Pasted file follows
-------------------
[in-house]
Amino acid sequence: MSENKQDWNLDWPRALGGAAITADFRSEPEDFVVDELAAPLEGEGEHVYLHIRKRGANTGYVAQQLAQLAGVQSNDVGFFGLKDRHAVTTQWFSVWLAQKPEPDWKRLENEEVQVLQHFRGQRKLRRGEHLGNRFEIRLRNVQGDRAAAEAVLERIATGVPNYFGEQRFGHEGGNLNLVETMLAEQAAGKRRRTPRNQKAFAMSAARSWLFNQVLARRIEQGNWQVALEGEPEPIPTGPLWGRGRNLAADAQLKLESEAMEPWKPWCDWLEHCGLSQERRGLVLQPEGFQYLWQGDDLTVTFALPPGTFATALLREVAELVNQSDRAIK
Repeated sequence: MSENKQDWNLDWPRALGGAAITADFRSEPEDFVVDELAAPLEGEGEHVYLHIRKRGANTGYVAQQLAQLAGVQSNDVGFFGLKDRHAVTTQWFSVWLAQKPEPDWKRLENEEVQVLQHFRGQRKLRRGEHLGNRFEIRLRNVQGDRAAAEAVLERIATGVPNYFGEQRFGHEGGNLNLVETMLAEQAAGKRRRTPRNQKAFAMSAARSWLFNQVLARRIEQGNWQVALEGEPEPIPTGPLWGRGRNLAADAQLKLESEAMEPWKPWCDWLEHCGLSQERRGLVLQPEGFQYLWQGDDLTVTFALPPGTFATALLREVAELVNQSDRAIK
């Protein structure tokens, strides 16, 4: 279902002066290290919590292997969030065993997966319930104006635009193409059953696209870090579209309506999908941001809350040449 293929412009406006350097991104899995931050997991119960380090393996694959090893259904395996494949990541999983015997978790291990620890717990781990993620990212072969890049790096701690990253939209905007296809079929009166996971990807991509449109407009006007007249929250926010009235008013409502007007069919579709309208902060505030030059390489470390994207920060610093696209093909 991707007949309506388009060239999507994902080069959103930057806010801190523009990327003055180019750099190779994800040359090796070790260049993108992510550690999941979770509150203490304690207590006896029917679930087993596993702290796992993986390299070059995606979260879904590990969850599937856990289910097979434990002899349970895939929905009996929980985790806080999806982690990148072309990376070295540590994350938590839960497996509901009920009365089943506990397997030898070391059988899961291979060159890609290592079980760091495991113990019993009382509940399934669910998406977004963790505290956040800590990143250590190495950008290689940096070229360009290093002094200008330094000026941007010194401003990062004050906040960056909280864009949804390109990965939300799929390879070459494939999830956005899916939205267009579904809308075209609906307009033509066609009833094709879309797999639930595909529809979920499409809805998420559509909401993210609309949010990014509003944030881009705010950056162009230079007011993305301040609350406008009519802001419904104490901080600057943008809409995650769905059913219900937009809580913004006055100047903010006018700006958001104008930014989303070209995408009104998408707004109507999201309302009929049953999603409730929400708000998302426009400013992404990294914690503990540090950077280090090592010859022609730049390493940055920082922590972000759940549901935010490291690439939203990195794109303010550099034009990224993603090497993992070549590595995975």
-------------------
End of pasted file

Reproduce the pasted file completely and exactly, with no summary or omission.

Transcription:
[in-house]
Amino acid sequence: MSENKQDWNLDWPRALGGAAITADFRSEPEDFVVDELAAPLEGEGEHVYLHIRKRGANTGYVAQQLAQLAGVQSNDVGFFGLKDRHAVTTQWFSVWLAQKPEPDWKRLENEEVQVLQHFRGQRKLRRGEHLGNRFEIRLRNVQGDRAAAEAVLERIATGVPNYFGEQRFGHEGGNLNLVETMLAEQAAGKRRRTPRNQKAFAMSAARSWLFNQVLARRIEQGNWQVALEGEPEPIPTGPLWGRGRNLAADAQLKLESEAMEPWKPWCDWLEHCGLSQERRGLVLQPEGFQYLWQGDDLTVTFALPPGTFATALLREVAELVNQSDRAIK
Repeated sequence: MSENKQDWNLDWPRALGGAAITADFRSEPEDFVVDELAAPLEGEGEHVYLHIRKRGANTGYVAQQLAQLAGVQSNDVGFFGLKDRHAVTTQWFSVWLAQKPEPDWKRLENEEVQVLQHFRGQRKLRRGEHLGNRFEIRLRNVQGDRAAAEAVLERIATGVPNYFGEQRFGHEGGNLNLVETMLAEQAAGKRRRTPRNQKAFAMSAARSWLFNQVLARRIEQGNWQVALEGEPEPIPTGPLWGRGRNLAADAQLKLESEAMEPWKPWCDWLEHCGLSQERRGLVLQPEGFQYLWQGDDLTVTFALPPGTFATALLREVAELVNQSDRAIK
């Protein structure tokens, strides 16, 4: 279902002066290290919590292997969030065993997966319930104006635009193409059953696209870090579209309506999908941001809350040449 293929412009406006350097991104899995931050997991119960380090393996694959090893259904395996494949990541999983015997978790291990620890717990781990993620990212072969890049790096701690990253939209905007296809079929009166996971990807991509449109407009006007007249929250926010009235008013409502007007069919579709309208902060505030030059390489470390994207920060610093696209093909 991707007949309506388009060239999507994902080069959103930057806010801190523009990327003055180019750099190779994800040359090796070790260049993108992510550690999941979770509150203490304690207590006896029917679930087993596993702290796992993986390299070059995606979260879904590990969850599937856990289910097979434990002899349970895939929905009996929980985790806080999806982690990148072309990376070295540590994350938590839960497996509901009920009365089943506990397997030898070391059988899961291979060159890609290592079980760091495991113990019993009382509940399934669910998406977004963790505290956040800590990143250590190495950008290689940096070229360009290093002094200008330094000026941007010194401003990062004050906040960056909280864009949804390109990965939300799929390879070459494939999830956005899916939205267009579904809308075209609906307009033509066609009833094709879309797999639930595909529809979920499409809805998420559509909401993210609309949010990014509003944030881009705010950056162009230079007011993305301040609350406008009519802001419904104490901080600057943008809409995650769905059913219900937009809580913004006055100047903010006018700006958001104008930014989303070209995408009104998408707004109507999201309302009929049953999603409730929400708000998302426009400013992404990294914690503990540090950077280090090592010859022609730049390493940055920082922590972000759940549901935010490291690439939203990195794109303010550099034009990224993603090497993992070549590595995975």